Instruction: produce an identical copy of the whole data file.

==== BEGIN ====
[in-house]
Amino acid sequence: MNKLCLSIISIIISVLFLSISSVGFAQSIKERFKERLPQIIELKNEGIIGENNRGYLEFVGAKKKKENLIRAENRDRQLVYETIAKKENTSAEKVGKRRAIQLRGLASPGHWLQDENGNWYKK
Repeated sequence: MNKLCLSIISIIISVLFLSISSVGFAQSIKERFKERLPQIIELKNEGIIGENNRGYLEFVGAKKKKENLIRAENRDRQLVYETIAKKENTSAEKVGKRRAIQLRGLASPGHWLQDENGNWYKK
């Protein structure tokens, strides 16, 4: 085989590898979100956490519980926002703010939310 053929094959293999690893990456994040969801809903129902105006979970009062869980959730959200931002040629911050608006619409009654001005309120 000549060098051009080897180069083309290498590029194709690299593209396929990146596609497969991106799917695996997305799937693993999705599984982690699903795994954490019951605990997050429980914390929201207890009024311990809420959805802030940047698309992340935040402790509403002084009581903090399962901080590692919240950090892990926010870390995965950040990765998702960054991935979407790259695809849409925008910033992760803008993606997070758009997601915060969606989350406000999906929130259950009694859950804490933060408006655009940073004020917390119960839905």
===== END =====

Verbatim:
[in-house]
Amino acid sequence: MNKLCLSIISIIISVLFLSISSVGFAQSIKERFKERLPQIIELKNEGIIGENNRGYLEFVGAKKKKENLIRAENRDRQLVYETIAKKENTSAEKVGKRRAIQLRGLASPGHWLQDENGNWYKK
Repeated sequence: MNKLCLSIISIIISVLFLSISSVGFAQSIKERFKERLPQIIELKNEGIIGENNRGYLEFVGAKKKKENLIRAENRDRQLVYETIAKKENTSAEKVGKRRAIQLRGLASPGHWLQDENGNWYKK
């Protein structure tokens, strides 16, 4: 085989590898979100956490519980926002703010939310 053929094959293999690893990456994040969801809903129902105006979970009062869980959730959200931002040629911050608006619409009654001005309120 000549060098051009080897180069083309290498590029194709690299593209396929990146596609497969991106799917695996997305799937693993999705599984982690699903795994954490019951605990997050429980914390929201207890009024311990809420959805802030940047698309992340935040402790509403002084009581903090399962901080590692919240950090892990926010870390995965950040990765998702960054991935979407790259695809849409925008910033992760803008993606997070758009997601915060969606989350406000999906929130259950009694859950804490933060408006655009940073004020917390119960839905």